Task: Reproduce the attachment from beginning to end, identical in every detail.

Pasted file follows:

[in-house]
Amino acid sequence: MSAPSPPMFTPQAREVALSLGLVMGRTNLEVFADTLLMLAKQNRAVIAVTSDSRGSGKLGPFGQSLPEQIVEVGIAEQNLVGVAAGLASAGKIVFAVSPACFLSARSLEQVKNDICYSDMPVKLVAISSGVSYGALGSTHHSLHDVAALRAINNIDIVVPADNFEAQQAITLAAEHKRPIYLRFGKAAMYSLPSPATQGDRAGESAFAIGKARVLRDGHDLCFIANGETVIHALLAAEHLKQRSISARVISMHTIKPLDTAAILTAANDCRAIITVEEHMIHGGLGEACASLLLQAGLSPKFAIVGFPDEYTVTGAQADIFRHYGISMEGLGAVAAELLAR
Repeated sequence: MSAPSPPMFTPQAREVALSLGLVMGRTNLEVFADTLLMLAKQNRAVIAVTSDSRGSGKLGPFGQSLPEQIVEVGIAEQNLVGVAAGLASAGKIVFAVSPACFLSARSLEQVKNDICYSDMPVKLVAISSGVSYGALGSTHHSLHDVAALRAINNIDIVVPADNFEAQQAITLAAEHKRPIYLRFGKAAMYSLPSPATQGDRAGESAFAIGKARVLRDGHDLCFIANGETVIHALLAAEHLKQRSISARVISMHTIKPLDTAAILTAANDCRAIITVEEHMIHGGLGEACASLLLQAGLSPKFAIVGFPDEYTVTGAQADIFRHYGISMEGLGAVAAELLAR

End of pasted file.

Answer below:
[in-house]
Amino acid sequence: MSAPSPPMFTPQAREVALSLGLVMGRTNLEVFADTLLMLAKQNRAVIAVTSDSRGSGKLGPFGQSLPEQIVEVGIAEQNLVGVAAGLASAGKIVFAVSPACFLSARSLEQVKNDICYSDMPVKLVAISSGVSYGALGSTHHSLHDVAALRAINNIDIVVPADNFEAQQAITLAAEHKRPIYLRFGKAAMYSLPSPATQGDRAGESAFAIGKARVLRDGHDLCFIANGETVIHALLAAEHLKQRSISARVISMHTIKPLDTAAILTAANDCRAIITVEEHMIHGGLGEACASLLLQAGLSPKFAIVGFPDEYTVTGAQADIFRHYGISMEGLGAVAAELLAR
Repeated sequence: MSAPSPPMFTPQAREVALSLGLVMGRTNLEVFADTLLMLAKQNRAVIAVTSDSRGSGKLGPFGQSLPEQIVEVGIAEQNLVGVAAGLASAGKIVFAVSPACFLSARSLEQVKNDICYSDMPVKLVAISSGVSYGALGSTHHSLHDVAALRAINNIDIVVPADNFEAQQAITLAAEHKRPIYLRFGKAAMYSLPSPATQGDRAGESAFAIGKARVLRDGHDLCFIANGETVIHALLAAEHLKQRSISARVISMHTIKPLDTAAILTAANDCRAIITVEEHMIHGGLGEACASLLLQAGLSPKFAIVGFPDEYTVTGAQADIFRHYGISMEGLGAVAAELLAR